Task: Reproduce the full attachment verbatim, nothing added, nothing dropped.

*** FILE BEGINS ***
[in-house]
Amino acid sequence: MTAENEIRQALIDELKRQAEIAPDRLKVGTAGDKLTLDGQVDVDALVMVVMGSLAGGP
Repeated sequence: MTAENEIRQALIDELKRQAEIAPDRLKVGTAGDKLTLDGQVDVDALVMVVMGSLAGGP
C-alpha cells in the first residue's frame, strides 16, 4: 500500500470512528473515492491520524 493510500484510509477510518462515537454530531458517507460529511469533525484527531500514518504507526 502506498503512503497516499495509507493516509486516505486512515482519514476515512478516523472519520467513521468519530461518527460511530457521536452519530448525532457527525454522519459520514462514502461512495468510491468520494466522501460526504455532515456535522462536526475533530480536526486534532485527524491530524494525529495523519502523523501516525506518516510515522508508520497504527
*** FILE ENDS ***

[in-house]
Amino acid sequence: MTAENEIRQALIDELKRQAEIAPDRLKVGTAGDKLTLDGQVDVDALVMVVMGSLAGGP
Repeated sequence: MTAENEIRQALIDELKRQAEIAPDRLKVGTAGDKLTLDGQVDVDALVMVVMGSLAGGP
C-alpha cells in the first residue's frame, strides 16, 4: 500500500470512528473515492491520524 493510500484510509477510518462515537454530531458517507460529511469533525484527531500514518504507526 502506498503512503497516499495509507493516509486516505486512515482519514476515512478516523472519520467513521468519530461518527460511530457521536452519530448525532457527525454522519459520514462514502461512495468510491468520494466522501460526504455532515456535522462536526475533530480536526486534532485527524491530524494525529495523519502523523501516525506518516510515522508508520497504527